Switching your dog to the BARF diet (biologically appropriate raw foods) can greatly increase their health and longevity. A raw food diet for dogs is a healthier, more natural, and more nutritionally complete diet than cooked or store bought foods. It can soften their coat, increase their energy, and help with a variety of allergies and digestive problems. Nonetheless, when making any change to your dog’s diet, there are a number of important factors to consider.
- Determine how much raw to cooked food to use. When switching a dog to a raw foods diet, some people go entirely raw where as others still incorporate a degree of cooked food. Dogs are omnivores by nature, not carnivores. Thus, it is important to incorporate a variety of fruits, vegetables, and starches into your dog’s meals. Many vegetables require cooking in order for your dog to be able to digest them fully, so you may consider incorporating cooked foods into the diet as well. For example, my dog has been on a partial raw diet, consisting of raw meat, organs, eggs, fruits, nuts, and seed, and cooked sweet potatoes, carrots, broccoli, cauliflower, and spinach. Cooking the latter ingredients will soften them and make them more readily digestible for your dog.
- Find your recipe. There are a variety of great recipes all over the web, to cater to a variety of raw diets. When finding your recipe, consider any health problems or digestive problems your dog has, to find the recipe that is right for you. For example, dogs with inflammatory bowel problems, will require diets with lower fat contents; whereas dogs without this problem can benefit from additional fat. Some dogs have lactose intolerance, so you would want to steer away from recipes incorporating lactose.
- Making it nutritionally complete. So many people switch their dogs to home cooked or raw foods, without regard to the nutrition that goes into it. Dogs, like humans, need balanced diets to thrive. Be sure all basic food groups are covered, as well as adding any additional nutritional supplements as needed. A lot of home-cooked meals can be deficient in vitamin c, as this is lacking in animal products and most vegetables. Be sure to incorporate ample berries and fresh fruit into the diet, or consider adding a vitamin c supplement, to prevent deficiency. It is also important to add a probiotic to the meals. I use unsweetened organic kefir for my dog. However, if your dog is lactose intolerant, consider a powdered supplement.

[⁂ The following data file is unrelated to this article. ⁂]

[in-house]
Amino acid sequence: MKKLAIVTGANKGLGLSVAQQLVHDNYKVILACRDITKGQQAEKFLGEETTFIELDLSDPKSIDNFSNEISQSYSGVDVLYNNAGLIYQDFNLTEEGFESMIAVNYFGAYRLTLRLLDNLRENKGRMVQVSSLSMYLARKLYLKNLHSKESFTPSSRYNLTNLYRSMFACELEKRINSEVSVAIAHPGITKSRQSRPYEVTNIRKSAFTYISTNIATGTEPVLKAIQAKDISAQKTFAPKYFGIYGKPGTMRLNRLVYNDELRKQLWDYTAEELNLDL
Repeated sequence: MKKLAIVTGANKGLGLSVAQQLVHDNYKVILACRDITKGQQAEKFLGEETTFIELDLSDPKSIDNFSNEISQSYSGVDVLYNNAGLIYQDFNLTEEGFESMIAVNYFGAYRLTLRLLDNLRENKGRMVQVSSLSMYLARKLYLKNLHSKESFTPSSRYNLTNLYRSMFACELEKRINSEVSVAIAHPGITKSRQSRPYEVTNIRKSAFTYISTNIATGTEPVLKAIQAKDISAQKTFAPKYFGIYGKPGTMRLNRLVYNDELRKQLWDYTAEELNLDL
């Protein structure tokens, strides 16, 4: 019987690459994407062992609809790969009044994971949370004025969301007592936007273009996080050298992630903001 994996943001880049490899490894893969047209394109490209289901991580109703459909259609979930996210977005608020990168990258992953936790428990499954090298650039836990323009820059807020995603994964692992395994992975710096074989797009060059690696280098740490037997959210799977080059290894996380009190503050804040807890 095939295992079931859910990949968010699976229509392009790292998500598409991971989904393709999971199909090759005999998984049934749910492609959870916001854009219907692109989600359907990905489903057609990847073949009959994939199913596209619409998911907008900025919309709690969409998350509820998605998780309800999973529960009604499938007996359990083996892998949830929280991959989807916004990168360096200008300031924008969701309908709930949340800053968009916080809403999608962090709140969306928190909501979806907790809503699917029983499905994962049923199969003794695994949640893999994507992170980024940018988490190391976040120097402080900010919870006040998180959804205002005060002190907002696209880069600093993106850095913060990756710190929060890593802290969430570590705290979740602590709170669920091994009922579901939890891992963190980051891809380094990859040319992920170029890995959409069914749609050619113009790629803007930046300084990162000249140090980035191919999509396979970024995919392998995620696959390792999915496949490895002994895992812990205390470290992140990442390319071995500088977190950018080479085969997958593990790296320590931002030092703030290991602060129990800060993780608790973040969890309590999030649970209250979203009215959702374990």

- Transition your dog slowly. This is perhaps the most important. Dogs get used to digesting the same food day after day, and a radical change in diet can render them painfully ill. Out of courtesy to your dog, as well as the carpets in your home, transition your dog very slowly onto the new, raw food. For my dog, who eats 1 cup twice a day, I started by incorporating 1/8 cup morning and night into her regular food. Over the course of three weeks, I slowly increased the raw food each day, until her food was exclusively raw.
- Pay attention to your dog’s health. Every dog is different and just because one dog may thrive on a raw foods diet, doesn’t mean it is right for every dog. Pay close attention to the health of your dog to ensure the diet is a good fit. Their coat, eyes, nose, energy levels, and fecal matter are all signs of whether the diet is working. If you notice any irregularities after switching to a raw foods diet, contact a veterinarian or animal nutritionist to see what changes need to be made.